Day 2 of Field Operations (06 June 2009)
Image: Some of the salt speleothemic formations within Salt Landscape Cave.
The mapping team remained in town today. They had two days slotted for mapping Quitor, and were able to map this cave in one day. They had some issues with the instrumentation, and wanted to resolve these issues. There were some magnetic anomalies in Quitor that were causing some of the instruments to produce erroneous results; so, Dan and the others wanted to determine why this was happening. They ultimately found a work around to this.
Image: Cool salt stalactite within lower entrance, Salt Landscape Cave.
Lynn, Tim and I went to Salt Landscape Cave to pull sensors. It was great to return to the field Cordillera de los Andes. The vistas were just as are otherworldly as ever. Lazcar (the only active volcano in the region) was slowly piping smoke into the sky, and the clouds hugged the mountains and volcanoes of the Altiplano throughout the day.
Salt Landscape Cave was rather difficult to manage last year. We spent three days at this cave searching for the other two of the entrances. Unfortunately, we were unsuccessful. As a result, we were able to deploy sensors in two of four entrances. Also, we were unable to get through the entire cave given that it was incredibly tight in several areas. So, we decided to pull sensors and use these additional sensors to supplement coverage at our study caves.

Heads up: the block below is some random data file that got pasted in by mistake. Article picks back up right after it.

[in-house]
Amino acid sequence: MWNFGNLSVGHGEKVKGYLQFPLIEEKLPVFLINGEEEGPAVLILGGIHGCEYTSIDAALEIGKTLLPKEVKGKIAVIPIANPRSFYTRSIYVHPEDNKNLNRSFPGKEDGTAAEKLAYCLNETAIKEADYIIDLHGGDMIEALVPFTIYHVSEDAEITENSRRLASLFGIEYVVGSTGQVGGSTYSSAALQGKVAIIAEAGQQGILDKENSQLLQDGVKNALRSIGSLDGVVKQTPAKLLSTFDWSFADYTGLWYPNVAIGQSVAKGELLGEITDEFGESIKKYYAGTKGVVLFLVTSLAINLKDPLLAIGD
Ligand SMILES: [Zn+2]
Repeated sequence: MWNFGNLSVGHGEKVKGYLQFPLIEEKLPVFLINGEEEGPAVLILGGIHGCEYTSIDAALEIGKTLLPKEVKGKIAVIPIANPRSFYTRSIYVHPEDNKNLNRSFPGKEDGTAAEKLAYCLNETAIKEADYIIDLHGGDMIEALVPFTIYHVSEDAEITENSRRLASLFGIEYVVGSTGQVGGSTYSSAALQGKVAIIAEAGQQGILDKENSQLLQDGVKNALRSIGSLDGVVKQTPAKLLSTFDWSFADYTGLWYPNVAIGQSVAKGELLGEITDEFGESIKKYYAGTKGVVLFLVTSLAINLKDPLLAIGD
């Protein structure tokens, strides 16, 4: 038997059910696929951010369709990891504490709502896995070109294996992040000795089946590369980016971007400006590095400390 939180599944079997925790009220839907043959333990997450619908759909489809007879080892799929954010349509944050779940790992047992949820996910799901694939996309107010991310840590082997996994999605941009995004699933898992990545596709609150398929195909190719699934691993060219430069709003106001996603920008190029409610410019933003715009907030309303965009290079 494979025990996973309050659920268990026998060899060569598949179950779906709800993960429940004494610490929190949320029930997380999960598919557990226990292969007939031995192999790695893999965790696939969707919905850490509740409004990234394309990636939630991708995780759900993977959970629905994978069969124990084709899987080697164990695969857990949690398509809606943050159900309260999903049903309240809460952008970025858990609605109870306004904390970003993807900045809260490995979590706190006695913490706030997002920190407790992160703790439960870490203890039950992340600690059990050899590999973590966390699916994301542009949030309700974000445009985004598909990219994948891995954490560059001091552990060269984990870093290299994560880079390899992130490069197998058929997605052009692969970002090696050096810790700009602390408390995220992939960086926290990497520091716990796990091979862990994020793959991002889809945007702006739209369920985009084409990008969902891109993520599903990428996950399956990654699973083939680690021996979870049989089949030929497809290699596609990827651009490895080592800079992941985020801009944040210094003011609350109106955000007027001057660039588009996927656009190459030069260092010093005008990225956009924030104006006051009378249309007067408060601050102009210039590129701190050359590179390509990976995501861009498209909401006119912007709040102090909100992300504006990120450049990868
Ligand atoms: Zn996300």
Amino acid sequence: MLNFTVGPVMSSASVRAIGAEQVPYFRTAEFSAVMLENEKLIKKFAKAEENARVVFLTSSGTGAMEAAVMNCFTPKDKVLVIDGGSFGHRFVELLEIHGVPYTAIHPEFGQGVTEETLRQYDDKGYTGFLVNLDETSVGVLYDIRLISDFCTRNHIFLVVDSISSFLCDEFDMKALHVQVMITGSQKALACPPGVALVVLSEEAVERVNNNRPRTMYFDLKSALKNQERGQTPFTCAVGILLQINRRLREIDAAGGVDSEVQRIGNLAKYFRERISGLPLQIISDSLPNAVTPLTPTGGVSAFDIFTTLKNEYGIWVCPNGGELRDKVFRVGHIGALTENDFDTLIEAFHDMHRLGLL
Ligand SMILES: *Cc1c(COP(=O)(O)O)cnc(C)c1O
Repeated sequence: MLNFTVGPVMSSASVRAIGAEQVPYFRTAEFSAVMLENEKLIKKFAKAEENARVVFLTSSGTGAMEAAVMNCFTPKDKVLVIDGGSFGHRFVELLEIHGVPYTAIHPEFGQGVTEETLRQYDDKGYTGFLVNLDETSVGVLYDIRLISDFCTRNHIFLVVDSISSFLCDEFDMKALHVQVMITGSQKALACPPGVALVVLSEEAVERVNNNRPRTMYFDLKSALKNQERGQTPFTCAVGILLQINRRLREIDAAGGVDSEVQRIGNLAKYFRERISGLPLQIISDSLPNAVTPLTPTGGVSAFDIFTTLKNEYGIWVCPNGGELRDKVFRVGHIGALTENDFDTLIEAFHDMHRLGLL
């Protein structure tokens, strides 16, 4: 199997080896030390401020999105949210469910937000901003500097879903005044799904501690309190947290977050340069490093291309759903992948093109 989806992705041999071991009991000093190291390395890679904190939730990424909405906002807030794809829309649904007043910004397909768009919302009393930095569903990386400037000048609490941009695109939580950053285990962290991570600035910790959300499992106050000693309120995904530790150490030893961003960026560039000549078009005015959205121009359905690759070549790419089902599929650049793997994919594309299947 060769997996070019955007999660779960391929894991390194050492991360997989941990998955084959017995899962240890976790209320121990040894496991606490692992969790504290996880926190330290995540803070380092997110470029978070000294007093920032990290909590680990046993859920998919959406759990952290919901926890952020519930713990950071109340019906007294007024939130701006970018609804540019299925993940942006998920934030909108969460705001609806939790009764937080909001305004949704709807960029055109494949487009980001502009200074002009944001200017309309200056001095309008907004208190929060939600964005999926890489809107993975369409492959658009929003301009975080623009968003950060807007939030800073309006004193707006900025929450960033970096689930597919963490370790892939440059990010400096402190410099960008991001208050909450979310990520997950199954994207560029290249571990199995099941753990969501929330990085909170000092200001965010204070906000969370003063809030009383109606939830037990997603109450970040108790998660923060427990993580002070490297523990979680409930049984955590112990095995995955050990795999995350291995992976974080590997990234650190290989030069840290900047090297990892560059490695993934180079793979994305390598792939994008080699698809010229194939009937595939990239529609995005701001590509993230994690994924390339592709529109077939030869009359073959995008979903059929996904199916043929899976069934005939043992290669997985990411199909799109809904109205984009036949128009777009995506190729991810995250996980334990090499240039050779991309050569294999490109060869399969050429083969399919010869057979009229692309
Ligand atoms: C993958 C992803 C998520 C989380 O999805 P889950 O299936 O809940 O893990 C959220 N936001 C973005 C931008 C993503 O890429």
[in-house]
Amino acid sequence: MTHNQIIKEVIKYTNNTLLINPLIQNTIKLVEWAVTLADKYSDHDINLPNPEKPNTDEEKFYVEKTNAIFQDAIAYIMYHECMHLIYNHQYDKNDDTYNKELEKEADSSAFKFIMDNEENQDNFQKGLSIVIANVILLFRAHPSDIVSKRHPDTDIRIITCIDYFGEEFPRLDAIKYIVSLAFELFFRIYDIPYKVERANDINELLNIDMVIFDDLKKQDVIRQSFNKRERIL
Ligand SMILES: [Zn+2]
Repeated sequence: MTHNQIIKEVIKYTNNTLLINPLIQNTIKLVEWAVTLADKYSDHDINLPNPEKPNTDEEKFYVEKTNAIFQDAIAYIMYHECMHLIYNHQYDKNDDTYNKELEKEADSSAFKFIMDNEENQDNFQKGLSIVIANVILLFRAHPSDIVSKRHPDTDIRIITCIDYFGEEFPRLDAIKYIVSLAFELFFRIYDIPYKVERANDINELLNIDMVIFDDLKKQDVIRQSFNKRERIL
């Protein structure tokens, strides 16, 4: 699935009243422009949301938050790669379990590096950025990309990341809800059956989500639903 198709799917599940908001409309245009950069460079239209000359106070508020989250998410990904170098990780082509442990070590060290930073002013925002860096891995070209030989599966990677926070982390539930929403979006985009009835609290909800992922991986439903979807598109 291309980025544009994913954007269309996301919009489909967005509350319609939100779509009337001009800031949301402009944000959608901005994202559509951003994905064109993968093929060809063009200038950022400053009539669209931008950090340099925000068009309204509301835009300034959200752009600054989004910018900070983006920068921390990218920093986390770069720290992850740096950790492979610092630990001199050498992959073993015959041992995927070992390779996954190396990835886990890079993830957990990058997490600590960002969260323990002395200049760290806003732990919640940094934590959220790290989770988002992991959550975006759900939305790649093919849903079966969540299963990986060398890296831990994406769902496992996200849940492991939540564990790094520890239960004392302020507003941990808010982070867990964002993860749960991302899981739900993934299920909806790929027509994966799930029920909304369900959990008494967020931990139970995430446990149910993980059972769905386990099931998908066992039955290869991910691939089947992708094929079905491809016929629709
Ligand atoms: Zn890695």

Image: Tim collecting coordinate data for one of our surface sensors outside Salt Landscape Cave.
We returned to San Pedro early today, and began entering data. This project will involve both field work and a major data entry component. We’ll be spending most nights entering and analyzing data. Although this is only day to of field operations, we are proving to be far more productive than we were last year, and we are right on schedule.
Image: Lynn with the Salt Landscape in the background. It was another beautiful day in the driest desert in the world!